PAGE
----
Nowadays, it is essential to understand how people interact with the marketing system if the company wants to work with successful brands. Recognizing how the products and services purchased and used by the consumers fit with their lives have kept some companies ahead of their competitors. However, it is imperative to keep in mind that the motivations to consume are complex and varied. This is because our choices as consumers relate in powerful ways to the rest of our lives. Also, the environment that we live in, where we work, our age, our gender, our income, our race, our lifestyles, and our occupation have influenced our choices. Culture and new technologies, such as social media and apps, create a new consumer who is always on, connected. The consumer is unique and has different needs. But we can classify a consumer into a set, then having multiple sets of consumers, splitting them into diverse segments. The use of market segmentation strategies means that an organization targets its product, service, or idea only to specific groups of consumers rather than to everybody – even if it means that other consumers who do not belong to this target market are not attracted to it. Nonetheless, consumer behavior is a process and not the end.

Therefore, does marketing imitate life or vice versa? The final decision is always of the consumer, but currently, we are living in a world where the actions of marketers significantly influence decision-making. Through advertisements, marketing competes for our attention. Ads show us how consumers should act regarding their lives. What kind of car they should buy, how they should plan the wedding, which beer they should buy to enjoy the weekend, where they might spend their vacations, or which pizza brand they should eat. Marketing influences the decisions with the advertisements on magazines with celebrities or a recording on social media including an industry expert explaining about a product. On the other hand, advertisement is a way how consumers can find products that are safe and that deliver the performance that was promised. It is a way to tell consumers the truth about what the company sells, and to price and distribute these products fairly.

If segmentation strategies help marketing divide their clients by who they are, the Maslow’s Hierarchy of Needs is an outstanding tool to understand why consumer buys. Also, Maslow’s Hierarchy shows how consumers seek to fulfill their needs. As a pyramid, the most common needs for everyone are at the bottom, such as physiological and safety needs. In the middle are the belonging and ego needs, and at the top the self-actualization needs. Diverse products can fulfill those needs on multiple levels. For instance, frozen pizza can satisfy the physiological and ego needs. Consumers feel safe by eating a pizza without preservatives or they feel with prestige for eating a vegan pizza. Also, they can share their experiences on social media with the goal to receive recognition for their feeding habits.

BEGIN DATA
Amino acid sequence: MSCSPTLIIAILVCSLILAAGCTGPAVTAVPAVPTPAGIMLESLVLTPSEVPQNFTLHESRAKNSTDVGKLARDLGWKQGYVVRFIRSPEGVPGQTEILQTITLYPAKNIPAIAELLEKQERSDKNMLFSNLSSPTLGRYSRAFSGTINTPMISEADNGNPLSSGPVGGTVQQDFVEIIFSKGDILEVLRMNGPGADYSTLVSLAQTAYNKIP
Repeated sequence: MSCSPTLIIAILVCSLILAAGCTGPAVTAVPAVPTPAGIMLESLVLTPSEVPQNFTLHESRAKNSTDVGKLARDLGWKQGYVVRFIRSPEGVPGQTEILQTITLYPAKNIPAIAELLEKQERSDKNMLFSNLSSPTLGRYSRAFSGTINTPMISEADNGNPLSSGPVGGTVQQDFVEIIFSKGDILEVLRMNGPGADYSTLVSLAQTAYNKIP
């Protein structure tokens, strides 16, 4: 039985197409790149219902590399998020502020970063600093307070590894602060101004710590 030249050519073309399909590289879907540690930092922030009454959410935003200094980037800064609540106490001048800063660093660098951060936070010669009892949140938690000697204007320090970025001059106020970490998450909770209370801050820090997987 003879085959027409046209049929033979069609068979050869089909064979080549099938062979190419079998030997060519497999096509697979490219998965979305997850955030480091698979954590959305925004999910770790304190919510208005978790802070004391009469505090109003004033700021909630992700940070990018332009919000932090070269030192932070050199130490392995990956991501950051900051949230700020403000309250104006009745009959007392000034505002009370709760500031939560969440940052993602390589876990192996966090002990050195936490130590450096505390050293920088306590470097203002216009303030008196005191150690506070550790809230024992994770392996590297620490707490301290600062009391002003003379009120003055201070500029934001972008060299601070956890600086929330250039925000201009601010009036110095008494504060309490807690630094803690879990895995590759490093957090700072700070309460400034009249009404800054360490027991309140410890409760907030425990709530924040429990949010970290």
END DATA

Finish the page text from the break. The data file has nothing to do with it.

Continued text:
Diverse literature and articles affirm that every consumer decision we make is a response to a problem. Perhaps, the hard task is understanding how a product can solve a problem of the consumer. In other words, which type of problem a frozen pizza can solve? Perhaps, a frozen pizza can help hungry consumers whom have no time to stop for a lunch. Maybe a frozen pizza without preservatives can solve a problem of a consumer who desires to eat a yummy slice but with less sodium.

However, it is important for Marketing to know that in this case there are three “buckets” of consumer decision-making. And the decision-making to choose one frozen pizza brand instead of another might go through one of those three buckets: cognitive, habitual, and affective. The cognitive approach model explains how certain variables can affect the purchasing decision. Habitual decision-making is sometimes referred to as “routine” decision-making. This is because consumers do not seek information at all when a problem is recognized. Choice is often based on habit. Consumers usually have a specific brand in mind when they want to solve a problem because they believe that brand/product will deliver value. Affective decision-making is emotional and instantaneous. A consumer could pass in front of a pizza place and associate pepperoni pizza with happiness and purchase a slice to fulfill that emotion.